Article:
Film adaptations of great literature are too often like paintings at a local outdoor art show: they make you realize how much effort and dedication and sheer technical skill it requires to produce something utterly mediocre. Great paintings succeed because they move beyond the technical and the well-intentioned, into the realm of genius and madness and inspiration. Successful film adaptations of great books do the same thing, confronting the solitary author with an equal force, a passion for narrative and a visual genius that creates images that match his prose – all of that in the face of uneducated bullying collaborators, money worries and studio interference. Pulling a genuine work of art out of that tangle seems impossible and in fact it almost never happens.
The thought occurs to me because I happened to see a summer art show yesterday; in the park of the Nantucket Atheneum, and last night I watched Michael Radford’s adaptation of 1984. To clear my head, I took out my coffee table book of Winslow Homer watercolors and then spent the next two hours watching the DVD of Women in Love.
That Winslow Homer towers over some local matron and her trite, paint-by-numbers view of our cobblestone Main Street is absurdly obvious, and barely worth mentioning. But the ways in which Ken Russell and his inspired screenwriter-producer Larry Kramer outshine Mr. Radford deserves a closer look.
Michael Radford had the best of intentions when he set out to film George Orwell’s classic dystopia. You can tell that from the details he included – the Victory cigarettes whose tobacco falls out when you hold them vertical, the glass paperweight with its trapped piece of coral, the singing prole in the courtyard below the little apartment Winston and Julia use for their secret assignations. Only someone who loved the novel would have bothered to collect so many cherished fragments, from the bogus “Comrade Ogilvy” that Winston invents to replace an obsolete news story not worth falsifying, to the “over fulfillment of the 9th three year plan” propaganda bleating from the telescreen in his apartment. Even the Two Minutes Hate could have been scripted by Orwell himself. So many telling gestures are retained: Julia indeed removes her clothes in a single thrilling gesture just as described; OBrien resettles his glasses on his nose, just as written -- and we don’t need to know how ‘curiously civilized’ a gesture it seems to Winston; Richard Burton shows us, and we feel it ourselves.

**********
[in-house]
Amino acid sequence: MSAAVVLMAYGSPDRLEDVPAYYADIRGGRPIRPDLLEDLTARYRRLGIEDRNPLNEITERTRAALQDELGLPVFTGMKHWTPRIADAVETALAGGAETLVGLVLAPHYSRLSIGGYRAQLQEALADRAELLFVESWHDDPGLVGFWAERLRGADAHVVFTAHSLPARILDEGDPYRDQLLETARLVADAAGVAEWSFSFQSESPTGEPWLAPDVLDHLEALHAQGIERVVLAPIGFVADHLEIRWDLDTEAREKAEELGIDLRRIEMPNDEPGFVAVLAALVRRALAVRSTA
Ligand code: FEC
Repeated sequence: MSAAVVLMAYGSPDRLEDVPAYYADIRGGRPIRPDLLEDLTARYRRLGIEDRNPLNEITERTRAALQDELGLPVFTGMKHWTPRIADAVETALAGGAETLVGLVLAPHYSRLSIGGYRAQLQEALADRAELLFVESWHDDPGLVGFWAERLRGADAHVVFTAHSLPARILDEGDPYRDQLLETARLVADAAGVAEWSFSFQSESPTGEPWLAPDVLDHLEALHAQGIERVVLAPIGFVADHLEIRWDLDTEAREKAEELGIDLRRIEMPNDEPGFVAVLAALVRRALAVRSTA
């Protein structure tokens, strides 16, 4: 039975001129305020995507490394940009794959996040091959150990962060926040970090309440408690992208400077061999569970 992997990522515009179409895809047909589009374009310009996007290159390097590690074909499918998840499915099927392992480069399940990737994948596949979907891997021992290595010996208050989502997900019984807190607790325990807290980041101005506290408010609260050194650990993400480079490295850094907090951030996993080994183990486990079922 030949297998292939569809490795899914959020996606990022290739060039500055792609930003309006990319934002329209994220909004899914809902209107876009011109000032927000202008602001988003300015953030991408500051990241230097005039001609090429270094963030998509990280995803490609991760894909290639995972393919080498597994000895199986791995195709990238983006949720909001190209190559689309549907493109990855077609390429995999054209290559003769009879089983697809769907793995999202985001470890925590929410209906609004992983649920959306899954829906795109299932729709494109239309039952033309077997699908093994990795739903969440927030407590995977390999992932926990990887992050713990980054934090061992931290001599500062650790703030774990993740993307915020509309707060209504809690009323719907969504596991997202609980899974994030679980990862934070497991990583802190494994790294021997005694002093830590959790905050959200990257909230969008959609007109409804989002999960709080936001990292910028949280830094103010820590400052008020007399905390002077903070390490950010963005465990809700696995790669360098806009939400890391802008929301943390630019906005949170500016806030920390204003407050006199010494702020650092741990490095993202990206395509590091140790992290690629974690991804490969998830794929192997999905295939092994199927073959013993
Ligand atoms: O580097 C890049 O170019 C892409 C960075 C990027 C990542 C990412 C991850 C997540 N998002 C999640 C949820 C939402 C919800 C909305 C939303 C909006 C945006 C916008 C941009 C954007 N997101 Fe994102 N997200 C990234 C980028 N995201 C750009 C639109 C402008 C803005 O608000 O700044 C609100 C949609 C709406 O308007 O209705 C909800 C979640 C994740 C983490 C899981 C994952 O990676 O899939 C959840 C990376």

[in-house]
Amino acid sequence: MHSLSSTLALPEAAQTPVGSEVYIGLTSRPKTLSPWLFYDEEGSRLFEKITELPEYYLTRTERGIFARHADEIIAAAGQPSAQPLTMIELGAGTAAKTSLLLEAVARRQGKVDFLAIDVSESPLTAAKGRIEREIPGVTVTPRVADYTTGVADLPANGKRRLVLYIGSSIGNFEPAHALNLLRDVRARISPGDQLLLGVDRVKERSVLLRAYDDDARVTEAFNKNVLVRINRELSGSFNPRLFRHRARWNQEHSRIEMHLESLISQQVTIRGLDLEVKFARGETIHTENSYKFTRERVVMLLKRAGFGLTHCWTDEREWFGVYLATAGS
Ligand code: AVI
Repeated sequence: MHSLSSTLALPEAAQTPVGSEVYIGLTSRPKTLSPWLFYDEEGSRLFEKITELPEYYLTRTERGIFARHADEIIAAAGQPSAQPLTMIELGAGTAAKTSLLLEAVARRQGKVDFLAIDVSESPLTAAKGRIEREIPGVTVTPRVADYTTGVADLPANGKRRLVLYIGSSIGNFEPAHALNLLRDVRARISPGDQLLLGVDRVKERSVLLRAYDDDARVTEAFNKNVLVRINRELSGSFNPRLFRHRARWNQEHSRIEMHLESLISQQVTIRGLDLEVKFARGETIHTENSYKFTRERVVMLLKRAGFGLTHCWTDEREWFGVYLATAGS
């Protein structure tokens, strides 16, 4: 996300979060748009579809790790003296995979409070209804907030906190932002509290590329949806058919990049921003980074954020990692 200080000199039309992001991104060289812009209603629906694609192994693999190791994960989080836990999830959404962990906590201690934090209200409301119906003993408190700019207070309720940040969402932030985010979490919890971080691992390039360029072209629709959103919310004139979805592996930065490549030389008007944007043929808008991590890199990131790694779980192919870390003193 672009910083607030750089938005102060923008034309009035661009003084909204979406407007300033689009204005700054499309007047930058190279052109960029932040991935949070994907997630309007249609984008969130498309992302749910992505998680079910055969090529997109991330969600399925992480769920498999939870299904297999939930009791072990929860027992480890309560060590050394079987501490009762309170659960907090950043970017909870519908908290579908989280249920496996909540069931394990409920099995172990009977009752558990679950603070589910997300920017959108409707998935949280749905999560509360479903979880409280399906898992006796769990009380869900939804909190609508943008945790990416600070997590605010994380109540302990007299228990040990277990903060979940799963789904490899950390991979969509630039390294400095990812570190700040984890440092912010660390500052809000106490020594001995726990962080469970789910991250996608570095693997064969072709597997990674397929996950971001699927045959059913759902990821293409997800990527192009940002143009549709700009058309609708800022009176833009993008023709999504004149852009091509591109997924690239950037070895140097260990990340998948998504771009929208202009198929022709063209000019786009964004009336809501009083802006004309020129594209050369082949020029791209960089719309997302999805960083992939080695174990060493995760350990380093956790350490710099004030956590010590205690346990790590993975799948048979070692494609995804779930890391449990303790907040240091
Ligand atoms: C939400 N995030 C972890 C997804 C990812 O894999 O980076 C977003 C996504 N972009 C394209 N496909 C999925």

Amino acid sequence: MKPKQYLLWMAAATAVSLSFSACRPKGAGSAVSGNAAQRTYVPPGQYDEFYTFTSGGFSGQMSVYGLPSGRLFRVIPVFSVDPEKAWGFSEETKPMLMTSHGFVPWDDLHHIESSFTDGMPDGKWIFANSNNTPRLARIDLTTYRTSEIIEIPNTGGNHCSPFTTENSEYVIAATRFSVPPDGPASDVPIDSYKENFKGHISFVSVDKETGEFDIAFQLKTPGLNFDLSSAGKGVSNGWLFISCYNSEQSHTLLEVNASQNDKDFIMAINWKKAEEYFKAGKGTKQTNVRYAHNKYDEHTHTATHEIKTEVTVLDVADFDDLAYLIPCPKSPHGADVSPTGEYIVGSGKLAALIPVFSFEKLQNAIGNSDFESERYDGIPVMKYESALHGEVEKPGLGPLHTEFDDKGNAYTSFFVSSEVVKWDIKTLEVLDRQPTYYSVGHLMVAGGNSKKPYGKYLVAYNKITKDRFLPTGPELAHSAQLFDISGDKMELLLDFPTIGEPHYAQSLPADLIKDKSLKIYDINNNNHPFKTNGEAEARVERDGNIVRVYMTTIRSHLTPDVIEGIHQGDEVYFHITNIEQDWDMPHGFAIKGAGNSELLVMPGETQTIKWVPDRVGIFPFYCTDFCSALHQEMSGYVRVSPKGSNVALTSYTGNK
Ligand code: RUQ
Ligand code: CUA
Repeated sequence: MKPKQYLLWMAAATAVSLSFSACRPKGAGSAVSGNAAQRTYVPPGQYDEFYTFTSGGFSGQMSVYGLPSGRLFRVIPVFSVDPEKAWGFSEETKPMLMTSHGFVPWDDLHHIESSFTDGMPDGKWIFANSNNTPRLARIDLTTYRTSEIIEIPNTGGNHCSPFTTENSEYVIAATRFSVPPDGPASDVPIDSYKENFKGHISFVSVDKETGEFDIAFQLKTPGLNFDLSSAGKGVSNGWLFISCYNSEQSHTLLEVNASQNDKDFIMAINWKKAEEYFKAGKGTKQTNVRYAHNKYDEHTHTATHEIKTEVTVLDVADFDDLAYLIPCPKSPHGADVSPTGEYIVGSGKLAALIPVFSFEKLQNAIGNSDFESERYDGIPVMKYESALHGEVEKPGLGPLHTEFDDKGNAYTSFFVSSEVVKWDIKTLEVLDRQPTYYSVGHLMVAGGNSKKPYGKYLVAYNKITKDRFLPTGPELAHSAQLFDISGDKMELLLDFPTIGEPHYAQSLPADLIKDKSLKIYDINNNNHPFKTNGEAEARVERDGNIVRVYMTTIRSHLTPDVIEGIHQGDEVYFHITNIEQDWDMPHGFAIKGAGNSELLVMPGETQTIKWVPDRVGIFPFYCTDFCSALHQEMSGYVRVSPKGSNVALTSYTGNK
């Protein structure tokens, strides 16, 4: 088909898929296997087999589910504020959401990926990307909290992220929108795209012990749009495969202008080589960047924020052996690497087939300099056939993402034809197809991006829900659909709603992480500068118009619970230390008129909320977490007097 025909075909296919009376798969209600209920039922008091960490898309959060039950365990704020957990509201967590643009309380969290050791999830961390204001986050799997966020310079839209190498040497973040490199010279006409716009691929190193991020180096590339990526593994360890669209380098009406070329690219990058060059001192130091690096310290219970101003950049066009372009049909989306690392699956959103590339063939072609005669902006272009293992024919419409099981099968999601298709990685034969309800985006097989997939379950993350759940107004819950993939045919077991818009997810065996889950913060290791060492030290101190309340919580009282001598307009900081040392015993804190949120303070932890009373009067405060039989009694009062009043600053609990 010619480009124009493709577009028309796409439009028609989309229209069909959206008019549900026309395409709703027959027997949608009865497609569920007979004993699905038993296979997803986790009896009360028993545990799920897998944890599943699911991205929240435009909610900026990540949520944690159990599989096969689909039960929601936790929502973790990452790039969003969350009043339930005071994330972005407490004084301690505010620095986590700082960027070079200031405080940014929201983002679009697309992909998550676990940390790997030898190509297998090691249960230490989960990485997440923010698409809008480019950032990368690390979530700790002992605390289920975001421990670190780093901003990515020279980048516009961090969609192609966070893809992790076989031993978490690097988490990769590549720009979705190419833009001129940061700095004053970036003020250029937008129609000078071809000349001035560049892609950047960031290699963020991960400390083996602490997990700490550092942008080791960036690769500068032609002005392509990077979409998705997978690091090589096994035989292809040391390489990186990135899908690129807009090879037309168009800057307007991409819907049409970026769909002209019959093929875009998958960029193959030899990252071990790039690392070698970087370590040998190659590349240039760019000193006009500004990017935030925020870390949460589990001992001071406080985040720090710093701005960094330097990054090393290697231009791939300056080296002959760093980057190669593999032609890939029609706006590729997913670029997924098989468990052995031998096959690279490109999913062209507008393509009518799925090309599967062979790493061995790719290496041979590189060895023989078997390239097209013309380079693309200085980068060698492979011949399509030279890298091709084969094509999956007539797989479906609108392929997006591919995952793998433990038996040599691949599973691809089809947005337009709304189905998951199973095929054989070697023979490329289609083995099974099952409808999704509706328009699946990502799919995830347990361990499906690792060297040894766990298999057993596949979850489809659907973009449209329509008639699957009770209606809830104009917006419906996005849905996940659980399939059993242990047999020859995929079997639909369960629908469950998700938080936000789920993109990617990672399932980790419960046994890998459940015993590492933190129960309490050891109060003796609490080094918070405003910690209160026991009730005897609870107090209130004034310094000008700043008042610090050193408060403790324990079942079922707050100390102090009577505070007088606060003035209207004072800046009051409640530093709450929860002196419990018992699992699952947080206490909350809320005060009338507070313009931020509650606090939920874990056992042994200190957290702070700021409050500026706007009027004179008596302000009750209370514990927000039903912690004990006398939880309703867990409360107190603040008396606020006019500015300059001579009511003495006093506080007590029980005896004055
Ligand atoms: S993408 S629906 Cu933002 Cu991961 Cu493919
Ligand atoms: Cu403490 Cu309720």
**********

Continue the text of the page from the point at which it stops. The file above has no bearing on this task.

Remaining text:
Indeed, none of the casting can be faulted – Burton of course, but John Hurt embodies Winston Smith perfectly, and you couldn’t ask for a better Julia than Suzanna Hamilton. Even Cyril Cusak, as old Mr. Carrington, seems to have been chosen out of scrupulous deference to the book. The film remains true to the basic plot, and admirably refuses soften the grim ending.
And yet it fails.
How could that happen? Part of it has to do with those details. So many of them are just off target, wrong-headed, askew. The prole pegging out her wash in the backyard actually sings the lyrics Orwell wrote for her – and which in the novel were composed on the “Versificator”, a song-writing machine used by the Ministry of Truth. They are mawkish and sentimental:
It was only a hopeless fancy
It passed like and April day
But a look and a word
And the feelings they stirred
Still pluck my heartstrings today.
You can just imagine this song’s hurdy gurdy British music hall melody; I know I did. But Radford makes it into a cross between a dirge and an operatic aria. I know this seems trivial, but the same just-missed-it feeling pervades the whole film. Even the aspect ratio of the telescreens (square, like TVs, rather than the ominous and much more invasive rectangles that Orwell described) and the exaggerated crumbling squalor of Winston’s apartment (he hides his diary behind a loose brick in the rotting wall and scribbles on a rickety chair; in the book he wrote at a desk in an alcove originally intended for book-cases) add to the sense of miscalculation.
This bumling extends into the scenes themselves, many of them trimmed or omitted to devastating result. We see Winston in the proletarian pub, but don’t get to hear the tragic conversation he strikes up with one of the proles, looking for some solid memories of a time before the dictatorship to ratify his own. All the prole wants to talk about is beer. It comes in litres and half-litres now, instead of pints and half pints. When Winston fixes his neighbor Parsons’ clogged sink, we don’t get tosee Parsons’ vile little boy hitting him with a sling shot and screaming “THOUGHT CRIMINAL!”, a chilling view of the next generation.